Thus in 1896 Lacasse left Quebec for St Boniface (Winnipeg). In 1897-98 he was in charge of the parish of Sainte-Marie in Winnipeg. He took to the road again in 1900 to preach at retreats in North Dakota. From November 1902 to March 1903 he was interim curé in the parish of Saint-Jean-Baptiste in Duluth, Minn. In 1905 he was recalled to St Boniface, where he helped set up the Juniorat de la Sainte-Famille, a minor seminary for young people wishing to enter the religious life, and he served as its director in 1905–6. He also wrote articles for L’Ami du foyer, a periodical published by the Oblates of Mary Immaculate, notably “Les légendes du peuple canadien à l’ombre de la croix,” a series of some 40 articles which came out between 1905 and 1918. After taking part as a theologian in the first Plenary Council at Quebec in 1909, he returned to Duluth and resumed his preaching tours, travelling as far as Wisconsin. In both western Canada and Minnesota, Lacasse became involved in intrigues and local polemics. In 1918, for example, Bishop Timothy Corbett of Crookston, Minn., accused him of slander in connection with a controversy concerning the enlargement of a hospital in Duluth.
In 1919 Zacharie Lacasse returned to the Juniorat de la Sainte-Famille. In 1920 his superiors appointed him spiritual director of the newly opened college in Gravelbourg, where he died on 28 Feb. 1921 of a heart ailment aggravated by diabetes. The previous year, he had published his autobiography in St Boniface. Its title, Une mine de souvenirs, recalls the works that made him the epitome of popular writing on ultramontane doctrines and teachings. Close to the land by birth and an eloquent preacher, he unconditionally advocated the doctrines of intransigent Roman Catholics. His intention was to make known the truth and defend it, as well as to condemn and deplore the errors denounced by Pope Pius IX in the Syllabus of December 1864.
In addition to the works already mentioned, Zacharie Lacasse’s publications include Trois contes sauvages (Québec, 1882); Difficulté scolaire de Manitoba par questions et réponses à la portée de tous (Québec, 1897); and, under the pseudonym of Jean Des Prairies, Une visite dans les écoles du Manitoba (Montréal, 1897).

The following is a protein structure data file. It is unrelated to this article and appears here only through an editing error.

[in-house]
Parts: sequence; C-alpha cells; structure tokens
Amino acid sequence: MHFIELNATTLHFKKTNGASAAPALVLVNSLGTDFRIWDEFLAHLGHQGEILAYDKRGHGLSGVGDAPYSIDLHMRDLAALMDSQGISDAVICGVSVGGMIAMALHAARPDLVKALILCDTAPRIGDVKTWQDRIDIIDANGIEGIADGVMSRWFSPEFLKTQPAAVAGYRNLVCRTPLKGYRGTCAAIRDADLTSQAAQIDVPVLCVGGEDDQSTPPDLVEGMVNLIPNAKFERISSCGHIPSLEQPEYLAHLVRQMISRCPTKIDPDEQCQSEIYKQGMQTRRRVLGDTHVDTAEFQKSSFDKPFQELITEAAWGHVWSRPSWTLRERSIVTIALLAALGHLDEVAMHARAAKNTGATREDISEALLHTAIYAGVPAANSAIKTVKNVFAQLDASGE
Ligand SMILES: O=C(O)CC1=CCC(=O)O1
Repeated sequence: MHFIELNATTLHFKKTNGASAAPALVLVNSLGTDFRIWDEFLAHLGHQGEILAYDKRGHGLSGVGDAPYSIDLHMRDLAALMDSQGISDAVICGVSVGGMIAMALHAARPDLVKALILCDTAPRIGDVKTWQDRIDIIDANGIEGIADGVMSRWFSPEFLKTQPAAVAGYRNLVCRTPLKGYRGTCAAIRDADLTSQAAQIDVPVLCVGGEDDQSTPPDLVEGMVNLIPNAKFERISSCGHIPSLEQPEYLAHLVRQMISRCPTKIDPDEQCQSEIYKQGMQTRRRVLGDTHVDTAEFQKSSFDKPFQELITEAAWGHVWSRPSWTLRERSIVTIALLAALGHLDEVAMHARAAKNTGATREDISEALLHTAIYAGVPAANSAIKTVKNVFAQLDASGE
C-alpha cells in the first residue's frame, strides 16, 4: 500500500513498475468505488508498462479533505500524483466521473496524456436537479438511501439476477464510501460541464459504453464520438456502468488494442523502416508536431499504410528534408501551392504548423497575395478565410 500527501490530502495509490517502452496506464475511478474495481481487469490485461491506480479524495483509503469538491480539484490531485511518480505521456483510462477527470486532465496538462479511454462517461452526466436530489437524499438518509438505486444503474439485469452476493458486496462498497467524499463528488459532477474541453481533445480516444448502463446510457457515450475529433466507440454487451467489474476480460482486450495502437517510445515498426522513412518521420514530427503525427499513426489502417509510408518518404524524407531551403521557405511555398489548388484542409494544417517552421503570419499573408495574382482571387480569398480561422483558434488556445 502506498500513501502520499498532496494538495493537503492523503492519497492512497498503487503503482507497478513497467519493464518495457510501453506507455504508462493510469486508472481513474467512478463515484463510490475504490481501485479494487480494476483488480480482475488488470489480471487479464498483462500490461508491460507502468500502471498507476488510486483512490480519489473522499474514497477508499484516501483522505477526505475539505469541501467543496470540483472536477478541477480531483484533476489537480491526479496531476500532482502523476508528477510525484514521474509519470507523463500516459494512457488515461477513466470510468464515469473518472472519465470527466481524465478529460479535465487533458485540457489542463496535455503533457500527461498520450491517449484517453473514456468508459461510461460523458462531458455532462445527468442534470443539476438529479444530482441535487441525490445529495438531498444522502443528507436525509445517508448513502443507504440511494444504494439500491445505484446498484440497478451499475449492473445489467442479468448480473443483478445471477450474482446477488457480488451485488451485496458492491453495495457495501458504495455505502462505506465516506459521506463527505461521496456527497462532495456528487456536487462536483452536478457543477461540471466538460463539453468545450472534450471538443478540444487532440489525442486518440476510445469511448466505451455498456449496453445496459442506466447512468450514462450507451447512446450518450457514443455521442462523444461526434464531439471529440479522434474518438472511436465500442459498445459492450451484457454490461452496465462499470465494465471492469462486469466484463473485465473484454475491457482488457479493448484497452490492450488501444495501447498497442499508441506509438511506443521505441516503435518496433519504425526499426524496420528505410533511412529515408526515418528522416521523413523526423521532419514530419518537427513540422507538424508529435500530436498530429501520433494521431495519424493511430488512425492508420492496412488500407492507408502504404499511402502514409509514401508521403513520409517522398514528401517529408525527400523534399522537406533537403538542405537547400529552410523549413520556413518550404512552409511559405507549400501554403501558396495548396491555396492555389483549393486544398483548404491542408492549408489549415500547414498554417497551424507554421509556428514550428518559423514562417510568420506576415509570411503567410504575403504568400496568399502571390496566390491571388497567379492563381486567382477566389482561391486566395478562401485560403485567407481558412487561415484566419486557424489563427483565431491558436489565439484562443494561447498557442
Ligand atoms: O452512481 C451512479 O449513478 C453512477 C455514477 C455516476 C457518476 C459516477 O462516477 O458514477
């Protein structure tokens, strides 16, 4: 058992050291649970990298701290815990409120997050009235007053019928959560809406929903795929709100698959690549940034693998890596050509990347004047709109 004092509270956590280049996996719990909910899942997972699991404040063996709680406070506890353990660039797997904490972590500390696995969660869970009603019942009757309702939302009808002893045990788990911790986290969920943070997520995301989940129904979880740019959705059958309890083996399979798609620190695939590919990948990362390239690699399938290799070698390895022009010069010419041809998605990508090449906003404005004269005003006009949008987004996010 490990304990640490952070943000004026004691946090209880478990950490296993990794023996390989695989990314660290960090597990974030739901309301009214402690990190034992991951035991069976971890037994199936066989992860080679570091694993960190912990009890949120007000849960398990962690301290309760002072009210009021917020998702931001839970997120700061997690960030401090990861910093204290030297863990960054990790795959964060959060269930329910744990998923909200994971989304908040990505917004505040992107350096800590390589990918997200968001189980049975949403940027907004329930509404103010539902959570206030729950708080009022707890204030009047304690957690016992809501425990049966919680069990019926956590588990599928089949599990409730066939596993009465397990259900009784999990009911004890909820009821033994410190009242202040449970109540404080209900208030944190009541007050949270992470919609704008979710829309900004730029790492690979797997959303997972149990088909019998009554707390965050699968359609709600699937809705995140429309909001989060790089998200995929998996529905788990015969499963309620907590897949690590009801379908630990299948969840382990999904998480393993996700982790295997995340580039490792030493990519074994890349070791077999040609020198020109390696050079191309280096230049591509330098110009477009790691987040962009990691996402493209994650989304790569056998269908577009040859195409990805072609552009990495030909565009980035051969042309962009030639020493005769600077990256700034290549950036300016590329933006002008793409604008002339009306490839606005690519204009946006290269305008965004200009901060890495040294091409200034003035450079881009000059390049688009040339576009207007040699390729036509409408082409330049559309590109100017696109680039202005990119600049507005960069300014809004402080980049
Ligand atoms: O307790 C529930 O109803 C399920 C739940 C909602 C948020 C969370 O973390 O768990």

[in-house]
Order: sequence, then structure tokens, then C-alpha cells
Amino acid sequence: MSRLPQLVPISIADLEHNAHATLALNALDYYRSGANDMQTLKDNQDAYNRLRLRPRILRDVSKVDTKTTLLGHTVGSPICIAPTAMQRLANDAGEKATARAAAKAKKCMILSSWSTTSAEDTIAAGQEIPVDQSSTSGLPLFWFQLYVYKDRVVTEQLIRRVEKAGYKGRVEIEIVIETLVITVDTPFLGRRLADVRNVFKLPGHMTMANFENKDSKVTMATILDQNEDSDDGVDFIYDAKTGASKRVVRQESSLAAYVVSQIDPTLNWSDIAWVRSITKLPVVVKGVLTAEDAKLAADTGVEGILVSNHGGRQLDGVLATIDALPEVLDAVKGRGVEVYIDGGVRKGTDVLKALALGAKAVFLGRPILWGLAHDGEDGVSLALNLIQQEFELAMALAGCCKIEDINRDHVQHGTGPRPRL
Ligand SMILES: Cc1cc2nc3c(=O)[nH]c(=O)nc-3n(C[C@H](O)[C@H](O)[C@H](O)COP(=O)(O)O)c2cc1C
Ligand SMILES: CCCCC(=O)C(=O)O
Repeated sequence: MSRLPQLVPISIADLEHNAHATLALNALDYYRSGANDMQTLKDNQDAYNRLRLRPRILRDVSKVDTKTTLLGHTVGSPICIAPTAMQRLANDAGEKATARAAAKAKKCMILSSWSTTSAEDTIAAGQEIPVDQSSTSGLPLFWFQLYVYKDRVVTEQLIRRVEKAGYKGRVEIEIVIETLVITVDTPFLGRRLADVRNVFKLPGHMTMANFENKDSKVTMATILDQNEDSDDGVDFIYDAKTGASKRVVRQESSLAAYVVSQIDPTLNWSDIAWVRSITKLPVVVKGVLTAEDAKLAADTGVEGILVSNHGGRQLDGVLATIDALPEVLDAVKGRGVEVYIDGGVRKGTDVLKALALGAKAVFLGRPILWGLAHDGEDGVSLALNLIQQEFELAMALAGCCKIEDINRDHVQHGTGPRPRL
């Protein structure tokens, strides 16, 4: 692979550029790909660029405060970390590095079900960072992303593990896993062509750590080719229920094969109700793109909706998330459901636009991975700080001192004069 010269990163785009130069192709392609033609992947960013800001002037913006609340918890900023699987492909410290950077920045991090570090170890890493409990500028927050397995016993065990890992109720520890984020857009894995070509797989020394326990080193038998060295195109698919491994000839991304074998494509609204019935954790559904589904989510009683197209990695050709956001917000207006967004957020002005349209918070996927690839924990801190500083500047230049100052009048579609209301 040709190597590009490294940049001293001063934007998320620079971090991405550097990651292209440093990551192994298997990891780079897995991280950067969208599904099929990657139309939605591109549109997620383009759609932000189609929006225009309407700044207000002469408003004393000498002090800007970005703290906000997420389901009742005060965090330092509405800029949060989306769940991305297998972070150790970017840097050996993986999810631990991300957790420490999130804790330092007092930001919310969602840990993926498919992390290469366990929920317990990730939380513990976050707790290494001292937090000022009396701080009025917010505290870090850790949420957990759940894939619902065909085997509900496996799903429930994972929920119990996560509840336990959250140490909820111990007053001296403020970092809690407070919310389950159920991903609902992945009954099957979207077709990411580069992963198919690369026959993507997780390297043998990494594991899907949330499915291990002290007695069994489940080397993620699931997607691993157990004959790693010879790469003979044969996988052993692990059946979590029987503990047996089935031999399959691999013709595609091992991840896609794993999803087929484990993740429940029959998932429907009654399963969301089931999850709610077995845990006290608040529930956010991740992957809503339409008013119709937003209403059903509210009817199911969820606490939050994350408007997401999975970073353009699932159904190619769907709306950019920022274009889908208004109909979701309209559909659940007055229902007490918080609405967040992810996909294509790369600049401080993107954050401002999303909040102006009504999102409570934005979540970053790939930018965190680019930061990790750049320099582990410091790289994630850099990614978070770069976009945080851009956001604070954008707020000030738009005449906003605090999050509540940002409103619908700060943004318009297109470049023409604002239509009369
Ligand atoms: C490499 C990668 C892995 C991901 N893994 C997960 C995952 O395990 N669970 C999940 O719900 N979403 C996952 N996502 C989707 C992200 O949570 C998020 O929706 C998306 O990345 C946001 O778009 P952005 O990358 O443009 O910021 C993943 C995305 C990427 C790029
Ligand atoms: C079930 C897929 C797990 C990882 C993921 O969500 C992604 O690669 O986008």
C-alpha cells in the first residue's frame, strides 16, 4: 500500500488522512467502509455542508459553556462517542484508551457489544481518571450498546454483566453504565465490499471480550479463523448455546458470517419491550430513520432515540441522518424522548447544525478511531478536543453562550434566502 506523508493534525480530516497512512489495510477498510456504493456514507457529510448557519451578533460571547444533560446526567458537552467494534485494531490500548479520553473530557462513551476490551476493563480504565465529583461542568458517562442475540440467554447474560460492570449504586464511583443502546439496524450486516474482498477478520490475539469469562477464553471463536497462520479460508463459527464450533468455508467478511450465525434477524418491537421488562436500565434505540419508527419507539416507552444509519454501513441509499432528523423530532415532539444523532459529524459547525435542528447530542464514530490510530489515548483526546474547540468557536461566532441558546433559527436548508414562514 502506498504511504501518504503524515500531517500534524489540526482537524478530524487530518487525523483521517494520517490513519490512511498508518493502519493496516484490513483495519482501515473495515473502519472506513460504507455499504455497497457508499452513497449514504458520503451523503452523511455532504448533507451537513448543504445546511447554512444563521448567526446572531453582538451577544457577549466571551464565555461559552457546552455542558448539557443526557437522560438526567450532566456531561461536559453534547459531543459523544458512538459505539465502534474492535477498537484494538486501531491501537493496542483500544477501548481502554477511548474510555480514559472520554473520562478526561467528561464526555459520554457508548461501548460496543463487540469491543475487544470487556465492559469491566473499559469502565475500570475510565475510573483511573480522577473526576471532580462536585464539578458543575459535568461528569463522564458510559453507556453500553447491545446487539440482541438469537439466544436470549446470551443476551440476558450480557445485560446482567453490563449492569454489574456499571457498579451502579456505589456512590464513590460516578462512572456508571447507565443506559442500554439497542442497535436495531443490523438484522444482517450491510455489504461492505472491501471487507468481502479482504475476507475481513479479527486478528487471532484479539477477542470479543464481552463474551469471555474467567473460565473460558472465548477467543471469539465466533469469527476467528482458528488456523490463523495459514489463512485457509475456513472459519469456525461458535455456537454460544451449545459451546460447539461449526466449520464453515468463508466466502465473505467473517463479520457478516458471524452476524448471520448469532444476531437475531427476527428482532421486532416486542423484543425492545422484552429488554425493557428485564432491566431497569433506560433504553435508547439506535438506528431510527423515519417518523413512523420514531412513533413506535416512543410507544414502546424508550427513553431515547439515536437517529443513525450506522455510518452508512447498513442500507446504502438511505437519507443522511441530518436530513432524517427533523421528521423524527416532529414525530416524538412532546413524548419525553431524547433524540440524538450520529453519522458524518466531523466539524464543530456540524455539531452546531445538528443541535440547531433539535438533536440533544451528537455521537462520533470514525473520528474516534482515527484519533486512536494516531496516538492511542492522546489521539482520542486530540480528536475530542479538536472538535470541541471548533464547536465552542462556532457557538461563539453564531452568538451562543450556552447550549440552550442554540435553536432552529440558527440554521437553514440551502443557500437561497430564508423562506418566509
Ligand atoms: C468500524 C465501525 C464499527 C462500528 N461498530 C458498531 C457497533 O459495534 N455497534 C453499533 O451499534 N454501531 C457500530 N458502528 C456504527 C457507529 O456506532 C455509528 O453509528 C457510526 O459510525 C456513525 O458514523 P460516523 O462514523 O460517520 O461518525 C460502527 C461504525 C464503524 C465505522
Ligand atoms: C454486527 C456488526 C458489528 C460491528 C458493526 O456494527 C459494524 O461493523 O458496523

Researchers can find a voluminous file on Father Lacasse at the Arch. Deschâtelets, Oblats de Marie-Immaculée, Ottawa (HEC 2130.Z16C), including letters, an “Essai de bio-bibliographie: le révérend père Zacharie Lacasse, o.m.i.” by Huguette Renaud (typescript, 1953) (Z16C26ex.1), and “Le R.P. Zacharie Lacasse, o.m.i.” by Normand Lafleur (typescript) (Z16C4). Father Lacasse’s baptismal record is at ANQ-M, CE605-S31, 10 mars 1845. The journal Missions de la Congrégation des missionnaires oblats de Marie Immaculée (Marseille, etc.) contains, among other items, letters and reports prepared by Lacasse during his years of service as a missionary; this material can be located by consulting its general index.
Les Cloches de Saint-Boniface (Saint-Boniface [Winnipeg]), 18 (1919): 19-20, 274; 20 (1921): 44-47. Le Devoir, 1er mars 1921. La Liberté (Saint-Boniface), 12 oct. 1932. Le Monde (Montréal), 27 oct., 15 déc. 1893. L’Oiseau-mouche (Chicoutimi, Qué.), 11 nov. 1893. La Patrie, 18 nov. 1893; 19 févr., 21 juill. 1894. Le Patriote de l’Ouest (Prince Albert, Sask.), 2 mars 1921. J.-B.-A. Allaire, Dictionnaire biographique du clergé canadien-français (6v., Montréal et Saint-Hyacinthe, Qué., 1908-34). Marcel Bernad, Bibliographie des missionnaires oblats de Marie Immaculée (Liège, Belgique, 1922). Gaston Carrière, Dictionnaire biographique des oblats de Marie-Immaculée au Canada (4v., Ottawa, 1976-89), 2: 217-18; 3: 47-48; Histoire documentaire de la Congrégation des missionnaires oblats de Marie-Immaculée dans l’est du Canada (12v., Ottawa, 1957-75), 8. Ernest Cyr, Le révérend père Zacharie Lacasse, o.m.i.: conférence donnée sous les auspices de l’Union canadienne à Saint-Boniface, le 6 novembre 1924 (Lyon, France, et Saint-Boniface, 1925). Lionel Dorge, Introduction à l’étude des Franco-Manitobains; essai historique et bibliographique (Saint-Boniface, 1973). Esquisses: la ville de Duluth; l’Église catholique et la colonie franco-américaine à Duluth (Duluth, Minn., 1910). Arthur Joyal, “Un missionnaire patriote: le R.P. Zacharie Lacasse, o.m.i.,” Almanach de la langue française (Montréal), 7 (1922): 76-80. Le Jeune, Dictionnaire. Josaphat Magnan, “Il faisait rire, pour faire du bien,” L’Ami du foyer (Saint-Boniface), 52 (1956), no.3: 12; no.4: 13. A.-C. Morin, Dans la maison du père; nécrologie sacerdotale du diocèse de Rimouski, 1867-1967 (Rimouski, Qué., 1967). J.-P. Tardivel, Mélanges ou recueil d’études religieuses, sociales, politiques et littéraires (3v., Québec, 1887-1903), 2: v-vii.
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Cite This Article
Gilles Lesage, “LACASSE, ZACHARIE,” in Dictionary of Canadian Biography, vol. 15, University of Toronto/Université Laval, 2003–, accessed June 9, 2023, http://www.biographi.ca/en/bio/lacasse_zacharie_15E.html.
The citation above shows the format for footnotes and endnotes according to the Chicago manual of style (16th edition). Information to be used in other citation formats:
|Author of Article:||Gilles Lesage|
|Title of Article:||LACASSE, ZACHARIE|
|Publication Name:||Dictionary of Canadian Biography, vol. 15|
|Publisher:||University of Toronto/Université Laval|
|Year of publication:||2005|
|Year of revision:||2005|
|Access Date:||June 9, 2023|